Vote on cigarette tax for Phila. schools postponed

The Pennsylvania House of Representatives' vote on a cigarette tax that would provide funding for Philadelphia schools has gone up in smoke.
The Pennsylvania House of Representatives' vote on a cigarette tax that would provide funding for Philadelphia schools has gone up in smoke.

"It is irresponsible. Of course it's irresponsible when you don't do your job," said Mayor Michael Nutter.

Mayor Nutter called out state legislators in Harrisburg on Thursday, after a vote to authorize a cigarette sales tax that would supply funding for Philadelphia schools, was stalled.

The Republican-controlled Pennsylvania House of Representatives decided to cancel Monday's vote.

The bill would authorize a $2-per-pack tax to generate more than $45 million in the first fiscal year.

The money would greatly help the district which is facing an $81 million budget shortfall.

"We shouldn't be in this position in the first place. They said they were coming back, they said they would take care of this measure," said Mayor Nutter.

Without the money, school district leaders say layoff notices are set to go out to 1,300 employees on August 15th.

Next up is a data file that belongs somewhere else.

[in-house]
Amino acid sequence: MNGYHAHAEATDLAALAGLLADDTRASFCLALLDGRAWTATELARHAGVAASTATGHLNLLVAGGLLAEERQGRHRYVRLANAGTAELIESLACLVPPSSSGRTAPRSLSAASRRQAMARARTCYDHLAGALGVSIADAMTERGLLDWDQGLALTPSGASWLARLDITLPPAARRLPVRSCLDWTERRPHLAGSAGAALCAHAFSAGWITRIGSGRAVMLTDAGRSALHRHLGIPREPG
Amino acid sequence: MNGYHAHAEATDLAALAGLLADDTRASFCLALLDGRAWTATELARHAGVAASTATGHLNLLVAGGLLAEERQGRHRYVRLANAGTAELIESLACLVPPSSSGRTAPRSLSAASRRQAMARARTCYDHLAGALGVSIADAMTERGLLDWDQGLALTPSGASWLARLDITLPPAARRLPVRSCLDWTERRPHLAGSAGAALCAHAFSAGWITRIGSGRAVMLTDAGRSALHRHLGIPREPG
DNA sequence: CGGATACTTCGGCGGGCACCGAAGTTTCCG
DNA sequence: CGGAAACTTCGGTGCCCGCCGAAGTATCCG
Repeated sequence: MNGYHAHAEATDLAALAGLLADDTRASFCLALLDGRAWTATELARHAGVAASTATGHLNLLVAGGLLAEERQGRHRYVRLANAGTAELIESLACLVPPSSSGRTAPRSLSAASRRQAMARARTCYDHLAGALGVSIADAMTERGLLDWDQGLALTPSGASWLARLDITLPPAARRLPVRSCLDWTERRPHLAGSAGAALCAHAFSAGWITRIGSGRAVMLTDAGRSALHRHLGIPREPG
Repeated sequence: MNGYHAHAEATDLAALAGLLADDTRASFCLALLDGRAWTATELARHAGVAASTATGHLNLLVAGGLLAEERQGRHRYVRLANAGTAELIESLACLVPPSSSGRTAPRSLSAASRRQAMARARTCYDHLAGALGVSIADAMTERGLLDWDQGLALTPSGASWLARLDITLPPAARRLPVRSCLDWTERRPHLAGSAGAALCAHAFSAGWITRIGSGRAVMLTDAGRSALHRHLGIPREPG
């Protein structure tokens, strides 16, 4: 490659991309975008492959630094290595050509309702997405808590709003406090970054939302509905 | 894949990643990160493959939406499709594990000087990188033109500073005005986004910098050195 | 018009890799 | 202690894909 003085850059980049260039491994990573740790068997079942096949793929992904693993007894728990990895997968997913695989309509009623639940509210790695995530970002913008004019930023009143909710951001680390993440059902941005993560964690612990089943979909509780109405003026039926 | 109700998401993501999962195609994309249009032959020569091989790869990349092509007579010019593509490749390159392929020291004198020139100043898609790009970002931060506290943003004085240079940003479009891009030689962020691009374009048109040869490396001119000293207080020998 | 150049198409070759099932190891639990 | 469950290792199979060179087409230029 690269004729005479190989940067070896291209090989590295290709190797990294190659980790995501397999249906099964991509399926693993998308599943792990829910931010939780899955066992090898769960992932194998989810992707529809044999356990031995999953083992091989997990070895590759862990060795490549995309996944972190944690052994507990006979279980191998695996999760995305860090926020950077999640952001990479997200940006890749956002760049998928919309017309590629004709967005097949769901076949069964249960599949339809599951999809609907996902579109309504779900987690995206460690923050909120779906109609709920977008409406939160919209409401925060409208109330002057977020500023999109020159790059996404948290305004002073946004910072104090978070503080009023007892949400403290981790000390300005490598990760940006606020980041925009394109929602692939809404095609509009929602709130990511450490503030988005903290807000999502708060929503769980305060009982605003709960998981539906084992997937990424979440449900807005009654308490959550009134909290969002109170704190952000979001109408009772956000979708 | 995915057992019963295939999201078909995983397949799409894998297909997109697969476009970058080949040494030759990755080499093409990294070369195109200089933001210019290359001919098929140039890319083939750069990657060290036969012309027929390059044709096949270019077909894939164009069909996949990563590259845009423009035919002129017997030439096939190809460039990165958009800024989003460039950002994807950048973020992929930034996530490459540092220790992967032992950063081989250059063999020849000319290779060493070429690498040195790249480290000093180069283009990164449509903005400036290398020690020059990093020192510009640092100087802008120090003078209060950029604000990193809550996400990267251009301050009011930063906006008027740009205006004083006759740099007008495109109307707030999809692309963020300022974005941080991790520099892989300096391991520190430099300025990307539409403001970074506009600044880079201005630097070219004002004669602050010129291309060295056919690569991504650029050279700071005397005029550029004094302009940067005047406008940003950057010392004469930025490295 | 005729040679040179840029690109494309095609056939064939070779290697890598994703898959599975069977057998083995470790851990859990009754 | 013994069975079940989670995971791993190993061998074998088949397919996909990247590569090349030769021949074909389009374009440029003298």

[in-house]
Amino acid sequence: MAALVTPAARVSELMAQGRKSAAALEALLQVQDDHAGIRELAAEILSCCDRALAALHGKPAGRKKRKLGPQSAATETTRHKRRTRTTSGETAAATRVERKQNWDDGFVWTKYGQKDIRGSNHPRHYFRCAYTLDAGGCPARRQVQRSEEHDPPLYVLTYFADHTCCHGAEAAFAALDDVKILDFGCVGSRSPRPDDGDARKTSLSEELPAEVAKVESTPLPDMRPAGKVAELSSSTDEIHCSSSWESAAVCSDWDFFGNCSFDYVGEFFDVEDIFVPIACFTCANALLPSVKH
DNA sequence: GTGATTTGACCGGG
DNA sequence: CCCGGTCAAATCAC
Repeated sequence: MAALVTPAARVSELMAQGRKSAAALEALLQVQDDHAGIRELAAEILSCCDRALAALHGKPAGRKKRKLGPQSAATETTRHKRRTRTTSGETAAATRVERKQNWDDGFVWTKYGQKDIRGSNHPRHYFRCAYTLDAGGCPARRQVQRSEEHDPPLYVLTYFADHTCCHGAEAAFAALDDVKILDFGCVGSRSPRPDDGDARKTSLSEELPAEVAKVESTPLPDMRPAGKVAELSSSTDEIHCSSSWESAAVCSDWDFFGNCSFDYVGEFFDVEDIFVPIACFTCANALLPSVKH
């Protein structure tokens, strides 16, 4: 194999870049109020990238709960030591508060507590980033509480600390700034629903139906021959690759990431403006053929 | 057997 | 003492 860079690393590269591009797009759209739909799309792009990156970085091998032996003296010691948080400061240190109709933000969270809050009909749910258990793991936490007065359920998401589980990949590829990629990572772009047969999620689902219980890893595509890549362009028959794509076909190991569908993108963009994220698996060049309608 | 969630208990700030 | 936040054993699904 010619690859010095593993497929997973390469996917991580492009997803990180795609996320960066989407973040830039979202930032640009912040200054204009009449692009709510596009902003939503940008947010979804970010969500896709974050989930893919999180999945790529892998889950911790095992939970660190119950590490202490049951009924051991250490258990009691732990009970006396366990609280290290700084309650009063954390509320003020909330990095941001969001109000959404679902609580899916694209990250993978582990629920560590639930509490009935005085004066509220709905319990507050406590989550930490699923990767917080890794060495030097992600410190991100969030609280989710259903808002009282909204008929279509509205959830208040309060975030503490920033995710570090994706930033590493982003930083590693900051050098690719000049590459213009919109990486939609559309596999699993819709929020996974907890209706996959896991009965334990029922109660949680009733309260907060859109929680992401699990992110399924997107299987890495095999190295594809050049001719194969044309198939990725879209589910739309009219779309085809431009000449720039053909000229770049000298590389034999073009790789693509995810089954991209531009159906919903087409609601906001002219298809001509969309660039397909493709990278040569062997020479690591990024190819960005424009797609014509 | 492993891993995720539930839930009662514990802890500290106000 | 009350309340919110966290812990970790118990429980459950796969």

"I am annoyed, disappointed, and frustrated. Frustrated because we are at a point two weeks before we have to make operational decisions to educate children. We are trying to educate children," said Superintendent Dr. William Hite.

Republican house leaders say legislators failed to reach a consensus on the issue so they postponed the vote.

They aren't scheduled to reconvene until September 15.

However schools are scheduled to open September 8th, which Mayor Nutter says won't happen without the needed funding.

"That then results that schools will not open on time. Parents should take it very seriously and then they should be really upset. If your child isn't in school you may have find alternative arrangements, you may have to stay home, you may not be able to go to work," said Mayor Nutter.

Lawmakers said, in the meantime, they are urging Governor Tom Corbett to advance the district the funds it needs to open on time.

However Dr. Hite says an advance won't solve the problem.

"That just provides money to us that's coming later in the year - earlier in the year. It doesn't do anything to resolve the $81 million budget deficit," said Dr. Hite.
Related Topics:
education philly news cigarettes education philadelphia school district school school funding Center City Philadelphia
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